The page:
Nigeria's apex bank has directed that banks and payment service providers are required to accept all transactions from any card issued by any Nigerian bank.

In a circular issued Tuesday on the Interoperability and Interconnectivity of the Payments System Infrastructure in Nigeria, the central bank gave the directive based on the provisions of the guidelines on operations of electric payment channels issued in 2020.

According to the guidelines, all certified payment acceptance devices, including all POS terminals deployed in Nigeria are required to accept all transactions arising from any card issued by any Nigerian bank.

The directive to achieve interoperability between banks is said to be in response to complaints that a number of the acceptance devices deployed by banks discriminate between payment cards.

ATM cash withdrawals limits

In related news, the country's central bank has capped the daily withdrawal limit from automatic teller machines (ATMs) to ₦20,000 Naira ($45), a massive step down from the previous limit of ₦150,000 Naira ($337) per day.

Weekly cash withdrawals from banks were also restricted to ₦100,000 Naira for individuals and ₦500,000 Naira for corporations, while any amount above that limit will attract a fee of 5% and 10%, respectively, according to the central bank.

The apex bank says the move is to reduce the amount of physical cash (coins and notes) circulating in the economy and encourage more electronic-based transactions (payments for goods, services, transfers, etc.)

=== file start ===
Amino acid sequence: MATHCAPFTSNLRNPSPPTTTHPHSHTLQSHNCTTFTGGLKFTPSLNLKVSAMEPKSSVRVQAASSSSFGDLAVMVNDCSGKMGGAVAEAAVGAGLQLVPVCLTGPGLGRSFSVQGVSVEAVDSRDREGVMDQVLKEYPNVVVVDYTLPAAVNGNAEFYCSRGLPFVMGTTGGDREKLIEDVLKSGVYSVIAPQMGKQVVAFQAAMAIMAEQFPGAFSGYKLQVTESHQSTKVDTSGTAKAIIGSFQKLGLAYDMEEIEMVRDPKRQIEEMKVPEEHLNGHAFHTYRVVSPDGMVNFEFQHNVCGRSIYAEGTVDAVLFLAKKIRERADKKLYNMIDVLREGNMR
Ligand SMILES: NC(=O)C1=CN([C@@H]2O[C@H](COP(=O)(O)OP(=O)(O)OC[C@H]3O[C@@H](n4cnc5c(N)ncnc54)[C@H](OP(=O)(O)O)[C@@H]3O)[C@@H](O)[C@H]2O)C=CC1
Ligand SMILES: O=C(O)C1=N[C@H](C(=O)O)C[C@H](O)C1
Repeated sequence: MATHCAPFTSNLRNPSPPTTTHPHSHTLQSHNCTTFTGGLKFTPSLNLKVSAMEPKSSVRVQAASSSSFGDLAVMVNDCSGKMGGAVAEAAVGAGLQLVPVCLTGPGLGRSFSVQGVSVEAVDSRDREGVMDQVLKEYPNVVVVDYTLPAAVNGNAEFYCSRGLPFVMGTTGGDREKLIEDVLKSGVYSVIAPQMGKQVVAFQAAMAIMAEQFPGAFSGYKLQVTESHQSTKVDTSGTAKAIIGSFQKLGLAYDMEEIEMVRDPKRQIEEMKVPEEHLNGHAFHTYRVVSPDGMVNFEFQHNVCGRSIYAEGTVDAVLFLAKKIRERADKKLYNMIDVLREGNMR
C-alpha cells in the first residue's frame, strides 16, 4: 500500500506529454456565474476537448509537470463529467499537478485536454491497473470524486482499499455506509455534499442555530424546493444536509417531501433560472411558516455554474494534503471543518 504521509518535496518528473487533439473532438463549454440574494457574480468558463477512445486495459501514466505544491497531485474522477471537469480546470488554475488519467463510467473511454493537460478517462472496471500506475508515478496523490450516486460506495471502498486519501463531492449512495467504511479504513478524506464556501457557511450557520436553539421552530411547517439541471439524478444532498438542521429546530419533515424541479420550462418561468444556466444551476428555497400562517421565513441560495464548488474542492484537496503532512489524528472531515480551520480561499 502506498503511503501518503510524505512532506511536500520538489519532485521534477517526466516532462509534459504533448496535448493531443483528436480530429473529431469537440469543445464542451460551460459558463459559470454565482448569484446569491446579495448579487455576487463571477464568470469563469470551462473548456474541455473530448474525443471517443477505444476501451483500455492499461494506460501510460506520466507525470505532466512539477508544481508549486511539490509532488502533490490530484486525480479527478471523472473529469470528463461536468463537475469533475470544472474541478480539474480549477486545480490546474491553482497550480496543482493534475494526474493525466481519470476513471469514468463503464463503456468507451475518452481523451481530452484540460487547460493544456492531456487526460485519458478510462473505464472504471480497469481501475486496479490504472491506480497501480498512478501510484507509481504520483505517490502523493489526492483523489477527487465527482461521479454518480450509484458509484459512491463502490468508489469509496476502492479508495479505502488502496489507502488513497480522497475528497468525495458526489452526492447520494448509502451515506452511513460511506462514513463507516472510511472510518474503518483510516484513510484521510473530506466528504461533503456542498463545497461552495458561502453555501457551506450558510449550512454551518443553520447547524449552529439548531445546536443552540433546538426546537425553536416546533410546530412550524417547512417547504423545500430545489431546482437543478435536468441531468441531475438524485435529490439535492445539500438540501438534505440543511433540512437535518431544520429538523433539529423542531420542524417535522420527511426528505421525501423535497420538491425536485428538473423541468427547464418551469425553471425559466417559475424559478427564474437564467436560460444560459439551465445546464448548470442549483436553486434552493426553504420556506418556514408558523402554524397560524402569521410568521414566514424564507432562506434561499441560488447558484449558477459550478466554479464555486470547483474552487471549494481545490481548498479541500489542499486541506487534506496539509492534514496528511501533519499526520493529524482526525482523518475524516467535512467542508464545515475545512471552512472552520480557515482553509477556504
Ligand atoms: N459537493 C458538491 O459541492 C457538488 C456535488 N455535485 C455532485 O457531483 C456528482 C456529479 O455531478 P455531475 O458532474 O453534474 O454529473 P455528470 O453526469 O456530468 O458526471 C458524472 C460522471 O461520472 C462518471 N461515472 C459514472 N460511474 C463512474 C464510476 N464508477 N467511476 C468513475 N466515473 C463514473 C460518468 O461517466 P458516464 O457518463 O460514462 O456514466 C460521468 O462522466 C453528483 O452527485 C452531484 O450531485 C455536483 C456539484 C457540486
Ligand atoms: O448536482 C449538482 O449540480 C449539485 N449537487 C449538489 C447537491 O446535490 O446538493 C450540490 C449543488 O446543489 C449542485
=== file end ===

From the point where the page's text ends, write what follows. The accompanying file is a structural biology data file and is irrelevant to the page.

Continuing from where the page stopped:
"Customers should be encouraged to use alternative channels — Internet banking, mobile banking apps, USSD, cards, POS, eNaira to conduct their banking transactions," the central bank stated in a circular.

Earlier in October, the apex bank issued draft guidelines for contactless payments in Nigeria to ensure that banks, other financial institutions, and payments service providers implement appropriate risk management processes and measures.

There are concerns that these new rules, which take effect on January 9, 2023, will severely limit the use of cash, disrupting the operations of many MSMEs in the country.

However, it could also be a bold step toward pushing Nigerians to embrace digital cashless transactions over cash payments, allowing merchants and retail businesses to tap into the growing trend of crypto payments around the world.

Reporting by Emmanual Oyedeji; Editing by Loy Okezie